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Identifying as an Engineer

Identifying as an Engineer

Early studies show differences in how gender, ethnicity influence how students identify as an engineer.
What Makes You an Engineer? Your engineering identity plays a vital role in your future work and studies. And it’s probably influenced by your gender.

We all carry many identities: father, son, daughter, sister, niece, nurse, friend, and more. Carolyn Seepersad is many of those things, including an associate professor of mechanical engineering at the University of Texas at Austin.

 “If I were to do something different for my job, it would mean a dramatic change to my identify,” she said. “That’s how we got started with this project.”

The project began about five years ago when Seepersad and her colleagues undertook a quest to understand how “engineering identity” develops in high school, undergraduate, and graduate students and how it may develop differently for underrepresented students as well as males and females. What the researchers discovered—and continue to uncover—has a role to play in engineering retention, said Maura Borrego, a mechanical engineering professor at the University of Texas at Austin who works on the project with Seepersad.

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Identity refers to how people see themselves, or the “kind of person” they are, Seepersad said. Their research shows women tend to have a very different identity than men.

The interdisciplinary nature of engineering calls into question the extent to which engineering students as well as professionals see themselves as engineers. The lack of alignment of one’s personal identity and the identity of an engineer may cause some to feel as if they don’t belong and to drop out of school and leave jobs, the researchers wrote in a paper presented at the June 2018 American Society for Engineering Education (ASEE) Conference.

The pair had been working to recruit females to mechanical engineering studies when they decided to expand the study to encompass how engineering students experience and express engineering identity. Logically speaking, if individuals strongly identify themselves with a particular field, they’re more likely to pursue and remain in that field. Yet there is limited research testing this idea, particularly in engineering, Seepersad said.

“Maura and I thought we should dig deeper into what factors might correlate with a strong sense of engineering identity and how it might change over time,” she said.

They’ve studied differences among undergraduates and graduate students, men and women, and academics and professionals. With the help of Meagan Kendall, at the University of Texas at El Paso, they’ve expanded their work to encompass Hispanic students. Kendall is an assistant professor in the Department of Engineering Education and Leadership at the university.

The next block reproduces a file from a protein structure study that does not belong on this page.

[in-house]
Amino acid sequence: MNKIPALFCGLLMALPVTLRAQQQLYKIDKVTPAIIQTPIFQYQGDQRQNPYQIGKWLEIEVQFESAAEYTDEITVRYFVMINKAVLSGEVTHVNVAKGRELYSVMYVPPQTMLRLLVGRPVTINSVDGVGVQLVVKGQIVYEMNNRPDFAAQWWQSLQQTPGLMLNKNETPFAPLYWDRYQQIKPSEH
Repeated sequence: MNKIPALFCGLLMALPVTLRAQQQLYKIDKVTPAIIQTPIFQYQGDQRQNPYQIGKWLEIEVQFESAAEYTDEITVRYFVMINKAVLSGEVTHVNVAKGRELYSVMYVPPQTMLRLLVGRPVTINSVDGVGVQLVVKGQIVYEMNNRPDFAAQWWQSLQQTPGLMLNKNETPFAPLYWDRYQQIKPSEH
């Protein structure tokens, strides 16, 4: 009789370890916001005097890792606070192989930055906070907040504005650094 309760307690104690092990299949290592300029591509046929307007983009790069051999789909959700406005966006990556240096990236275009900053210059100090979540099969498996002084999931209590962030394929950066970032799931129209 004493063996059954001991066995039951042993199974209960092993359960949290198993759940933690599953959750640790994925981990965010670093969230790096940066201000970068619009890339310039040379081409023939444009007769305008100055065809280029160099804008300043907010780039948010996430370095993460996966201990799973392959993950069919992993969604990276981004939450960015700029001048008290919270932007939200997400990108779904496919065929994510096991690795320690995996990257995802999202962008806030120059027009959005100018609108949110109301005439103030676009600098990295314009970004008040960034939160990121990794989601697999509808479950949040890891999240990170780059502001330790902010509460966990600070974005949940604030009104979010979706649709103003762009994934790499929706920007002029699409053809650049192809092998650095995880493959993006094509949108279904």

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“One of the things we were looking at is what makes women in particular—but any student—feel like an ME. When do they feel like they’re an ME and how does that happen and how can we influence that?” Borrego asked.

They began their work by surveying around 1,200 undergraduate engineering students at their institutions. About 66 percent of respondents were male and 34 percent female. The racial makeup was around 40 percent white, 31 percent Hispanic, 20 percent Asian, and 1.2 percent black. The researchers asked some standard identity questions and included their newly created variable, consisting of one visual and one verbal question relating to the extent the student’s personal identity overlaps with that of engineer. 

They found immediate differences between the way male and female students feel about their future careers, Borrego said.

“Getting a job where they can someday solve problems really has an impact on women’s engineering identity,” she said. “It’s a much stronger relationship than it is for men.”

The researchers found female engineering students wanted to use engineering skills to address societal needs. “So maybe they want to use their engineering skills to design a low-cost prosthetics,” Borrego said.

A greater number of male students were excited about becoming an engineer for the sake of engineering. “They want to solve problems and draw up solutions. They just love it,” she said.

The findings can impact the way engineering professors teach students, noted Borrego.

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“Everybody might enjoy using calculus to solve pressure distribution across an outlet but the ones that want to use it to solve problems for irrigation systems will have more enthusiasm for the problem,” she said.

Students who feel like they belong at a university that supports them are more likely to stay in the program and, eventually, in their fields,, raising retention numbers, Seepersad added.

Their research will also help with recruitment efforts.

“If we could get students talking early in their education about why they want to be an engineer—for instance, they might want to help people—they can form their identity earlier,” Seepersad said.

The researchers are now compiling the work they’ve carried out around gender, ethnicity and engineering identity. “Analyzing the data helps us understand our Hispanic-serving institutions,” Seepersad said. “Not all students identify with the same strength as being Hispanic. But if they do have a stronger centrality of ethnicity, you see it being helped at Hispanic-serving institution. Basically they can get a stronger sense of ethnicity if they go to a university with a Hispanic population.”

Jean Thilmany is a science and technology writer based in Saint Paul, Minn.

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